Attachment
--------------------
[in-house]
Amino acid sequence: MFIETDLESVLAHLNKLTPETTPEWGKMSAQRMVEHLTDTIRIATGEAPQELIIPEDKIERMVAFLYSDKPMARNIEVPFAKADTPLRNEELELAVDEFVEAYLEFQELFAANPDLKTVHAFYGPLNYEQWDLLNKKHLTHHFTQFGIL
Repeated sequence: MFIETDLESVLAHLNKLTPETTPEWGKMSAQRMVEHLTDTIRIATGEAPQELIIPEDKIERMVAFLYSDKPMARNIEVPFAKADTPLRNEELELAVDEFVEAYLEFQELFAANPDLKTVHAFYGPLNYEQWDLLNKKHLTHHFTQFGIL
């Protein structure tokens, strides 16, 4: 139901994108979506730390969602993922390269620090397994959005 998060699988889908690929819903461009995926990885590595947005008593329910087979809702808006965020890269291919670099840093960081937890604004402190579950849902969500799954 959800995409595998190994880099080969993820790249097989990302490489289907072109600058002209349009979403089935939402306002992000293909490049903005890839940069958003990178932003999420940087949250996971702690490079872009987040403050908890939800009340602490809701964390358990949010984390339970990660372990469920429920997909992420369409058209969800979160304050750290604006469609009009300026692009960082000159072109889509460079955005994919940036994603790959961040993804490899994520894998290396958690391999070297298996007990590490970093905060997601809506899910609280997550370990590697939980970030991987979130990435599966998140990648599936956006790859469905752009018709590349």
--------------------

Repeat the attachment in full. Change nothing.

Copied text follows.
[in-house]
Amino acid sequence: MFIETDLESVLAHLNKLTPETTPEWGKMSAQRMVEHLTDTIRIATGEAPQELIIPEDKIERMVAFLYSDKPMARNIEVPFAKADTPLRNEELELAVDEFVEAYLEFQELFAANPDLKTVHAFYGPLNYEQWDLLNKKHLTHHFTQFGIL
Repeated sequence: MFIETDLESVLAHLNKLTPETTPEWGKMSAQRMVEHLTDTIRIATGEAPQELIIPEDKIERMVAFLYSDKPMARNIEVPFAKADTPLRNEELELAVDEFVEAYLEFQELFAANPDLKTVHAFYGPLNYEQWDLLNKKHLTHHFTQFGIL
């Protein structure tokens, strides 16, 4: 139901994108979506730390969602993922390269620090397994959005 998060699988889908690929819903461009995926990885590595947005008593329910087979809702808006965020890269291919670099840093960081937890604004402190579950849902969500799954 959800995409595998190994880099080969993820790249097989990302490489289907072109600058002209349009979403089935939402306002992000293909490049903005890839940069958003990178932003999420940087949250996971702690490079872009987040403050908890939800009340602490809701964390358990949010984390339970990660372990469920429920997909992420369409058209969800979160304050750290604006469609009009300026692009960082000159072109889509460079955005994919940036994603790959961040993804490899994520894998290396958690391999070297298996007990590490970093905060997601809506899910609280997550370990590697939980970030991987979130990435599966998140990648599936956006790859469905752009018709590349």